Americans’ Attitudes and Actions on Climate Change

1. Belief in human-driven climate change rebounded from last year, while Republicans under 45 drove a small increase in overall Republican belief

After a several year decline in support for the statement that climate change is primarily driven by human activities, support rebounded in 2024, with 54 percent of respondents agreeing that humans are the primary driver. The increase was most pronounced among Democrats, with a 7-percentage point bump in just one year. Notably, 40 percent of young Republicans said they believe climate change is primarily human-driven, up from just 26 percent in 2017. Belief among older Republicans didn’t change.

2. After experiencing climate impacts, more believe in climate change and the need to respond

As more Americans experience extreme climate events like hurricanes, droughts, floods, unusual temperatures and wildfires, their views on climate may change. The gap in belief between those who have experienced extreme climate events and those who haven’t widened from last year’s poll. In 2023, there was a 19-percentage point difference in climate change belief and 11-percentage point difference in it being primarily human-driven. This year, the gap was 33 percentage points and 22 percentage points, respectively. More than half of those who experienced extreme climate events directly attributed that experience to influencing their views. Those who experienced extreme climate events were also more likely to consider climate change an important issue this election season, and want actions to be taken to reduce emissions and provide communities with funding to adapt.

3. Climate change may spur some migration, as most Americans experience extreme climate events

Extreme climate events are mounting for Americans throughout the country. Three-quarters of Americans, regardless of where they live, say they experienced unusually hot or cold days this year. About half experienced extreme storms, 43 percent experienced flooding, 35 percent experienced droughts and water shortages, and a quarter experienced a wildfire. To avoid these extreme climate events, 1 in 5 Americans say they would consider moving. About a third of those living in the West South Central United States (Texas, Louisiana, Arkansas and Oklahoma) would consider moving, more than most other regions in the United States. About a quarter of those on the West Coast would consider moving to escape what half said they experienced over the last year: flooding, droughts and wildfires.

4. More believe rapidly developing countries like India and China should address climate change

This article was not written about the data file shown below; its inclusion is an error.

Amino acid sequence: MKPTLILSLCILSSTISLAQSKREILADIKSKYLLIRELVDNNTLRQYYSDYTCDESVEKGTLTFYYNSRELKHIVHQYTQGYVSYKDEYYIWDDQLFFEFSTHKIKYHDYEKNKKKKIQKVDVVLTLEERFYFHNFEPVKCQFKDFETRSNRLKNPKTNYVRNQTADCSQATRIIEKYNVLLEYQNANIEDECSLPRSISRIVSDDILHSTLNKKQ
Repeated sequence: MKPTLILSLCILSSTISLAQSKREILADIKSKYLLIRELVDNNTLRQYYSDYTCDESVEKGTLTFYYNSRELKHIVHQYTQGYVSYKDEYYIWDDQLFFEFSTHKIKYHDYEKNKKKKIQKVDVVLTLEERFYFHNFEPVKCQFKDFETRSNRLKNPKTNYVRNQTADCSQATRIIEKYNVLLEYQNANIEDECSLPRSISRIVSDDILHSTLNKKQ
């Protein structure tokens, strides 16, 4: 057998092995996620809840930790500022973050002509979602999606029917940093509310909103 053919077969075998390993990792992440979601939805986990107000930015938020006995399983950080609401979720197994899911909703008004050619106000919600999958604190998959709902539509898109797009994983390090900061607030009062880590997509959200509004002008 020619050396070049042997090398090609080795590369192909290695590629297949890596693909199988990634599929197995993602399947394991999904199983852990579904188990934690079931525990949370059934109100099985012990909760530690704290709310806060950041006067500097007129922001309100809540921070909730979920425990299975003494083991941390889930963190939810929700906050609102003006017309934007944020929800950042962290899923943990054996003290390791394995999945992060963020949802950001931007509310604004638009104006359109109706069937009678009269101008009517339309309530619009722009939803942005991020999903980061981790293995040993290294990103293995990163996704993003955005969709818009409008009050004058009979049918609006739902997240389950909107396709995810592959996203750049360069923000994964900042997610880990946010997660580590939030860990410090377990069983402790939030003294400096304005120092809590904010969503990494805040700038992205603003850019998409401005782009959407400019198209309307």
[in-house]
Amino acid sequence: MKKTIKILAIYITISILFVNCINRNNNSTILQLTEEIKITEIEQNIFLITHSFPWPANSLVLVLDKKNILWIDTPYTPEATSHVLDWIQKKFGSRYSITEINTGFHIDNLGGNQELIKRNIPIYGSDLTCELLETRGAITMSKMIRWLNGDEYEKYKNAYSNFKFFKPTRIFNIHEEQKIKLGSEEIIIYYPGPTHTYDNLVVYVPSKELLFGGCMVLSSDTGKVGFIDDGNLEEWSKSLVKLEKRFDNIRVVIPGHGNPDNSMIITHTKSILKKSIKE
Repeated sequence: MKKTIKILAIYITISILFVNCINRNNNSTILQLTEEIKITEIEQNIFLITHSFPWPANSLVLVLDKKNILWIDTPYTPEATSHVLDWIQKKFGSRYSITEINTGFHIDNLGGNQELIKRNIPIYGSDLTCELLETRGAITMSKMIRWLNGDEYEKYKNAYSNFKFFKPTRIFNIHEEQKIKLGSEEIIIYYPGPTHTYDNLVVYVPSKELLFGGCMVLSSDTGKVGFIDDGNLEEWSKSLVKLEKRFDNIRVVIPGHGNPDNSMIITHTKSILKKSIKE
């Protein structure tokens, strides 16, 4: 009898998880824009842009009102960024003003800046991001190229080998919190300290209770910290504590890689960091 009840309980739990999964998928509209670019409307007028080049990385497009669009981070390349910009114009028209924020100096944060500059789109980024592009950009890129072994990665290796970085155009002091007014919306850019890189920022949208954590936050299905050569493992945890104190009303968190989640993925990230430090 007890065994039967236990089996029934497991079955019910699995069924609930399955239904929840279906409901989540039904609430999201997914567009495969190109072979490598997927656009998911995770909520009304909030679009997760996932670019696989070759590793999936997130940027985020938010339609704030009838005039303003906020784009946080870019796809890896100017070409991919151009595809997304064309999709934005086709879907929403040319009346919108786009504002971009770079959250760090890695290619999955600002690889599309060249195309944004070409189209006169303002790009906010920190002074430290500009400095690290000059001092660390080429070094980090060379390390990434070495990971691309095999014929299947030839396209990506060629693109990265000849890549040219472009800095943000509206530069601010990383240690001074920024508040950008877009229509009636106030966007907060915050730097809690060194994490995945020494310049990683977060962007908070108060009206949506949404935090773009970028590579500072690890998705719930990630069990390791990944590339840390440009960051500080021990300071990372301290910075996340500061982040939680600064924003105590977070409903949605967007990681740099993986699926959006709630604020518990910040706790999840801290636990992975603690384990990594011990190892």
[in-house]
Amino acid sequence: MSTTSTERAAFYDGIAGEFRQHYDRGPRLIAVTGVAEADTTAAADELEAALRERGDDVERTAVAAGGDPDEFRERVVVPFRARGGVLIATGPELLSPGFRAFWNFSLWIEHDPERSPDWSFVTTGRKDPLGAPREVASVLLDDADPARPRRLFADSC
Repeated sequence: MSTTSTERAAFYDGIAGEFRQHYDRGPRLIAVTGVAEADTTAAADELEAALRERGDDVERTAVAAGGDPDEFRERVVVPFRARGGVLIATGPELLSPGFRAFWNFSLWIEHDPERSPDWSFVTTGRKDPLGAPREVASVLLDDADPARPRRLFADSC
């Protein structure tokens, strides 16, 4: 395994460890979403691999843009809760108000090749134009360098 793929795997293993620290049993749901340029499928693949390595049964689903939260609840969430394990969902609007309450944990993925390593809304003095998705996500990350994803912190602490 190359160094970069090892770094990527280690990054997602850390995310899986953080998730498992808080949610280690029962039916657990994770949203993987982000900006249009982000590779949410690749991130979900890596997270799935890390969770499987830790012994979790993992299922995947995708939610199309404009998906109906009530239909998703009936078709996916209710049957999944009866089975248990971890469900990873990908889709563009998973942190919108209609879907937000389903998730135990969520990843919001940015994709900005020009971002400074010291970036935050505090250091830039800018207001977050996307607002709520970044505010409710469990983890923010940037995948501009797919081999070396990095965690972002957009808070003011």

While in previous polls Americans believed developing countries had the least responsibility when it came to addressing climate change, that changed this year when Americans were asked specifically about rapidly developing countries like India and China. More Americans say that rapidly developing countries like India and China have an even greater responsibility to address climate change than developed countries. Republicans were more likely to say that the responsibility fell on rapidly developing countries like India and China countries (48 percent), in line with what Republican leaders have said. In fact, for Republicans, rapidly developing countries bear the greatest responsibility out of all the choices given. Democrats are more likely than Republicans to say that corporations and industry (80 vs 45 percent) and the federal government (76 vs 40 percent) have a responsibility to address climate change, followed by rapidly developing countries (68 percent) and then developed countries (66 percent). Individuals, Americans say, bear the least responsibility. The belief that individuals have a responsibility to act on climate change has steadily declined over time.

Americans’ Views on Climate and Energy Policy

5. Fossil fuel development is primarily supported by older Republicans

About half of Americans agree that taking steps to reduce emissions, expand clean energy, and protect our air, water, land, and wildlife are all important priorities for the next president. But the divide is sharp along party lines, with about three-quarters of Democrats supporting these policy goals. Fossil fuel development is the only priority polled that Republicans support more than Democrats. Even there, the majority of the support comes from Republicans over the age of 45, with 53 percent supporting this. Younger Republicans are closer to Democrats on this issue than they are their older Republican counterparts, with only 35 percent supporting fossil fuel development. Younger Republicans are also more supportive of clean energy expansion than older Republicans (37 vs 28 percent).

6. Most Americans support wind and solar in their communities